Violent crime in Philadelphia continued to fall in 2017, with offenses including rape, robbery, and aggravated assault likely to rival last year's notably low totals, according to preliminary police statistics.

But for the first time since 2012, the city recorded more than 300 homicides — an uptick of nearly 15 percent and the only category of violent crime to substantially increase, the statistics say.

Police officials and criminologists are hard-pressed to explain why murders were up when other crime was down, particularly because fewer shootings were reported in 2017 than the year before.

The Brennan Center for Justice, a New York-based policy institute, said in a preliminary analysis of 2017 crime data that some other cities, including Baltimore and Charlotte, N.C., also experienced higher murder totals even as national levels of urban crime continue to decline, but analysts stopped short of offering explanations.

"It's tough to point to an iron-clad cause," said Ames C. Grawert, counsel for the Brennan Center.

Locally, officials point to several factors that could have contributed to Philadelphia's 2017 homicide spike, including the opioid epidemic, a department that had been several hundred officers short of what Commissioner Richard Ross feels is an adequate staffing level, and easy access to guns.

Let's analyze some of those elements.

The opioid crisis

Two of the city's most violent police districts — the 24th and 25th — intersect in Kensington, in the heart of the city's open-air drug markets and where heroin users have flocked amid a national opioid epidemic.

Those two districts alone recorded about a quarter of the city's homicides and shootings in 2017, according to police statistics. And Ross believes competition from the drug trade is fueling the violence, with dealers angling to control lucrative territory.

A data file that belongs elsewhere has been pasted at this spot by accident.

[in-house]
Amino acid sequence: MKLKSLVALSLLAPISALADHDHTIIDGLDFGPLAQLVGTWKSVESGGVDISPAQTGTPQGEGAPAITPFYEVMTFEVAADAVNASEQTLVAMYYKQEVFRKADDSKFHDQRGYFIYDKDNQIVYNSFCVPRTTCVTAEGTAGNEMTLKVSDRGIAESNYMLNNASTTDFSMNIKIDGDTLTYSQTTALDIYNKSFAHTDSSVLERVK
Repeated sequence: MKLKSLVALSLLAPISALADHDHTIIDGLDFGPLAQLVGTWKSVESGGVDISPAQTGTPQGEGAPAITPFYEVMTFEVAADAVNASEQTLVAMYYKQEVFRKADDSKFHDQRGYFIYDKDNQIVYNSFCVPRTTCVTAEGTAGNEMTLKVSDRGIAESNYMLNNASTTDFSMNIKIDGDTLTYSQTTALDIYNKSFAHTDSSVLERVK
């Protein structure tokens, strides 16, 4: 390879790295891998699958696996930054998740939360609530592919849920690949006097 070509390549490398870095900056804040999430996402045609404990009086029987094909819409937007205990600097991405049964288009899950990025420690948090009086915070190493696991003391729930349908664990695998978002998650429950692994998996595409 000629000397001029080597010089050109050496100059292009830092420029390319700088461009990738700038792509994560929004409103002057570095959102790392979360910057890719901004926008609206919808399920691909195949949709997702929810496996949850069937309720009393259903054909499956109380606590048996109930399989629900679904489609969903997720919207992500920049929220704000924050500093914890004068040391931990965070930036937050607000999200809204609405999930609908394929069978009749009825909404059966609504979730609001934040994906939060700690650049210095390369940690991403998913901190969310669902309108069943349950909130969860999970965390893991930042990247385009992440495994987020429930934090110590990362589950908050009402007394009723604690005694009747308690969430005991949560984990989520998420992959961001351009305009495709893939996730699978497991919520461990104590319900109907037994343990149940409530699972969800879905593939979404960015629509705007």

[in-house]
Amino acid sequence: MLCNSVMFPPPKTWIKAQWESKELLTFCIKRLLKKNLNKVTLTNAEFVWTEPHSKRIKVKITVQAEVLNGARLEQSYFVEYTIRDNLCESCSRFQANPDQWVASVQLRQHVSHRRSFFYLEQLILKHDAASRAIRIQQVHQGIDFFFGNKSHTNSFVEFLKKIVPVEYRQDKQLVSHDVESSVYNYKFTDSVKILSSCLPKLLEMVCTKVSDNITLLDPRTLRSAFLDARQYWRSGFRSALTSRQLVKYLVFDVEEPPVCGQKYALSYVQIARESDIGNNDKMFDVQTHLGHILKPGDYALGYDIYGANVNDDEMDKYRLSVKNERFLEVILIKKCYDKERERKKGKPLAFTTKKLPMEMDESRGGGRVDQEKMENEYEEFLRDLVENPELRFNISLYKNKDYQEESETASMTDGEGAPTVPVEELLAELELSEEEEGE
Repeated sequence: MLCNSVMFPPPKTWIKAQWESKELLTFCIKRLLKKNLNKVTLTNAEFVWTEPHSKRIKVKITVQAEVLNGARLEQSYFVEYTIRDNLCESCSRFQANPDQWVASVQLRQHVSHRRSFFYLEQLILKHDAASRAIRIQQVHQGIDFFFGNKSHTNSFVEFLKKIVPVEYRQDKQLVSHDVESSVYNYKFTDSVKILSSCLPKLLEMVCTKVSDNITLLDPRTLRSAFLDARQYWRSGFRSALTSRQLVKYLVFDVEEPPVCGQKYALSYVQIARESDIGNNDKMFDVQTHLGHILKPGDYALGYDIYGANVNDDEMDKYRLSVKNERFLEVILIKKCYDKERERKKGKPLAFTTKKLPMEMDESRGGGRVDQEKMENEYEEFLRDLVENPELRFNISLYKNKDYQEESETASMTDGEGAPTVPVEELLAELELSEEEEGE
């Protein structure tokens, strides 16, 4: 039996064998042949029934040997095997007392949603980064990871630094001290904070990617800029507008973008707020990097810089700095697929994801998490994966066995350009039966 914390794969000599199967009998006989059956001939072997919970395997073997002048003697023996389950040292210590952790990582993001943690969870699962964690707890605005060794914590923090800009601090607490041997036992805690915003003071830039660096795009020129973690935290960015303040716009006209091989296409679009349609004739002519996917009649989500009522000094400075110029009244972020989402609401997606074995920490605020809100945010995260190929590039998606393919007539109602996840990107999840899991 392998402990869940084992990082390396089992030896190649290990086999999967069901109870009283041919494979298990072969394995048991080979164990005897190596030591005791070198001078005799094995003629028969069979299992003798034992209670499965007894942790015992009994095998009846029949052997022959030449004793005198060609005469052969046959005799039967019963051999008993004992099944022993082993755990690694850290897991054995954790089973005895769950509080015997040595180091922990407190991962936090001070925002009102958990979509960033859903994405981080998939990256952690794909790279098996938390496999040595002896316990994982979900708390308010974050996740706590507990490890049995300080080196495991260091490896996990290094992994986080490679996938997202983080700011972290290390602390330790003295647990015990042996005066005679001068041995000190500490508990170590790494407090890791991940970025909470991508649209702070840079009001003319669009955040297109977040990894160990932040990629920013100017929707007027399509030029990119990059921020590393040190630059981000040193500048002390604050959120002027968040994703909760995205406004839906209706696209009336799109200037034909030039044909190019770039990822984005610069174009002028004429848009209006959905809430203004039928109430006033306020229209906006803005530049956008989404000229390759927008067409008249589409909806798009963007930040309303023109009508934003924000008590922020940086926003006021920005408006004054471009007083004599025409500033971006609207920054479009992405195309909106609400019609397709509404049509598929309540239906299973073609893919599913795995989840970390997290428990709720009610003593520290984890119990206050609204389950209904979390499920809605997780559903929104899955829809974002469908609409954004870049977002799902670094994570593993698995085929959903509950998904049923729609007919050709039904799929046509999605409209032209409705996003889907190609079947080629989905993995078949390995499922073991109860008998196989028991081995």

"It drives competition, and with competition and drug-trafficking organizations you tend to get drug violence that comes with it," Ross said.

Philadelphia 2017 Homicides and Shootings

By police district – through 12/25
Staff Graphic

In Philadelphia, many drug corners are run by different crews, which keeps competition levels high and allows would-be dealers from outside the neighborhood to try to seek a foothold in the area.

This year, the Police Department for the first time trained new officers to patrol by bicycle and assigned a group of young cops to Kensington. Although rookies in recent years worked foot patrols to spur interaction with residents while learning the beat, officials believe putting police on bicycles retains those benefits while giving officers more mobility.

It’s difficult to isolate what impact, if any, the bicycle strategy had, but the department plans to unveil it in districts beyond Kensington next year.

Resource questions

Although Kensington represents an especially violent slice of Philadelphia, police statistics show that homicides and shootings affect neighborhoods all across the city — complicating deployment decisions and crime-fighting strategies for police commanders.